What was the source of this article? A press release (we could find none)? An interview with Ms. Green? Certainly, many patients with chronic pain would vehemently dispute the notion that their needs are being overly satistied.

    • Roxanne | December 11, 2012 at 2:33 pm

      Thanks for checking that out,Stew. I had never heard of her and not all pain can be controlled by “holistic measures”,as we both know. As we are all different nothing is “One Size Fits All” when it comes to Medicine. Any kind of Medicine! As a chronic pain patient and well established Advocate for Medication Assisted Recovery I talk to patients on a regular basis.

      Thanks Stew
      Rokki

  3. Sandra Bartee RN,BS,RAS | December 11, 2012 at 12:39 pm

    It is a ludacrious idea to focus less on satisfaction for clients. That leads to untreated pain. Focus on spending the money you are on all of this, to EDUCATE THE DOCTORS and POLICY AND REGULATIONS. Beleive we have enough of the government in our lives. Put the money towards mental health, addiction treatment, early education. There will ALWAYS be addiction, there will always be pills, heroin, crack etc…. Use money where it counts insted of cutting the MH and addiction programs to nil. Addiction does not get helped by policing the doctors, and more regulation. Treatment works if it wasn’t getting cut to shreds.

    • Roxanne | December 11, 2012 at 2:34 pm

      PATIENTS Not “Clients”

      Language Police

  4. PWKaplan | December 12, 2012 at 9:03 am

    Ms. Bartee is absolutely correct. This is just the most ludicrous thing I’ve ever heard! I just went through 5 weeks of utter agony because my surgeon refused to properly medicate me post-surgery. This was acute pain, not even chronic–and all he could say (besides lying to me about the drug laws) was that I shouldn’t need more or stronger medication because the pain shouldn’t be so bad (this was major throat surgery, and let me tell you, it was incapacitatingly agonizing). I have worked with addicts and chronic pain patients for many years and the problem of underprescribing is far greater than the problem of overprescribing pain-killing meds.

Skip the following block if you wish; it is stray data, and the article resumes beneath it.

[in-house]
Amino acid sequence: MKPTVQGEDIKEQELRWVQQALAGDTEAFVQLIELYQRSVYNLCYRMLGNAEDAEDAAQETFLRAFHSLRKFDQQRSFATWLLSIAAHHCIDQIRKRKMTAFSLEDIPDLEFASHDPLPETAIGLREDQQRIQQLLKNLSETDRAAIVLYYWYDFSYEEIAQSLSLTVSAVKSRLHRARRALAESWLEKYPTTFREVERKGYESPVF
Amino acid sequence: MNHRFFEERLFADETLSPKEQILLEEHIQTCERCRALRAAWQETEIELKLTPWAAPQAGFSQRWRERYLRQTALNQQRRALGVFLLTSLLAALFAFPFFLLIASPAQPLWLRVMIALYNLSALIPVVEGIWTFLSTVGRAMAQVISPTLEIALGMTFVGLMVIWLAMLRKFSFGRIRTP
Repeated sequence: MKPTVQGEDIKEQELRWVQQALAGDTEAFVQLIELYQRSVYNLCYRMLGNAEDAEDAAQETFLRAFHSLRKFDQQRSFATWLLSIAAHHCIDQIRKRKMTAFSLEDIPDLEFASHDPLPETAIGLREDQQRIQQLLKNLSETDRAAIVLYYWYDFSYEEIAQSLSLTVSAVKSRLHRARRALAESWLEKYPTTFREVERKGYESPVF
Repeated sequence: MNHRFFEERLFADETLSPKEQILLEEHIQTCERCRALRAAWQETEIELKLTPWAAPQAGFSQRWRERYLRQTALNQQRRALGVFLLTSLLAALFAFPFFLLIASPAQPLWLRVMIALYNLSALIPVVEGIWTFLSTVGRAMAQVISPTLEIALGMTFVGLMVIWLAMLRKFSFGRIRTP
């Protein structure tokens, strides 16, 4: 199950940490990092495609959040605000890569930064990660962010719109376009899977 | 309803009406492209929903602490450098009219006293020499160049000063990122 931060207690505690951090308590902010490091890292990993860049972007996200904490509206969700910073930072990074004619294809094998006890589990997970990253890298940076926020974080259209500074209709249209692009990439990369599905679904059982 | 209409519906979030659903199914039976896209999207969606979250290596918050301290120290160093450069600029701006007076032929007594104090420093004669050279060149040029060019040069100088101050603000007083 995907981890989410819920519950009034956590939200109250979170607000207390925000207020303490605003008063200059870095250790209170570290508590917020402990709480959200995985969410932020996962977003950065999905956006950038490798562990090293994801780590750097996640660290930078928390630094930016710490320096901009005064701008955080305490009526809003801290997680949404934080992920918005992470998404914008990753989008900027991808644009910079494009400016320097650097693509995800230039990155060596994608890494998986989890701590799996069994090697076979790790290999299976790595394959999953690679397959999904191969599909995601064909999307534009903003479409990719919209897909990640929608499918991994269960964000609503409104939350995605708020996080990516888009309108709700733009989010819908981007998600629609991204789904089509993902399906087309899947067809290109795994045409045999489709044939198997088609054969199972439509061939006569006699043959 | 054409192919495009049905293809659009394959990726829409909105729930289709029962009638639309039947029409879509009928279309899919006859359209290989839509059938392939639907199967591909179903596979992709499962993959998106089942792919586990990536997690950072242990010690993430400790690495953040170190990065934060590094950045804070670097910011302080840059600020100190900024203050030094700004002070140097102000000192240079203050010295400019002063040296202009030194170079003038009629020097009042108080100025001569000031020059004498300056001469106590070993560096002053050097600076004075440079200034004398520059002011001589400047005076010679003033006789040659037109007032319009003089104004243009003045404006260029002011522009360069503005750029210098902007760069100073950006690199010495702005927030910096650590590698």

5. linda vandeveer | December 12, 2012 at 9:45 am

    Tell the stakeholders that they need to stop taking away our rights and stop playing ruler over us all, The compassion and mercy seems to be gone, They need to learn the meaning of walking a mile in anothers shoes and stop putting everyone in their new founded categories. the stakeholders are the ones changing the criteria in the DSM that recommeds the doctors put our children on all kinds of drugs as quickly as possible, seems to me they are making some really bad choices concerning the people of the U.S. They want to control the behavior of us all and they are doing it by giving drugs and than they will punish you for being addicted. These kind of people are not good for our country.

  6. Tom L | December 14, 2012 at 3:21 pm

    Many replies appear to be anecdotal. I am an Addictions Counselor of 17 years. The overprescription of pain medications is reaching epidemic proportions. My understanding of the message is to focus on measurable physical achievements, instead of the difficult to measure human satisfaction. And if you take away the addicts pills, of course they will be dissatisfied, but possibly a lot healthier. Or just keep treating them in the emergency room, thats so much cheaper.

  7. Jan C | May 31, 2013 at 5:51 pm

    Doctors can have both satisfied and non-addicted patients by engaging them in a conversation about options, offering expert feedback and ultimately helping the patient make the best decision. This entire article is based on the doctor assuming the same dynamic of fixer. *sigh*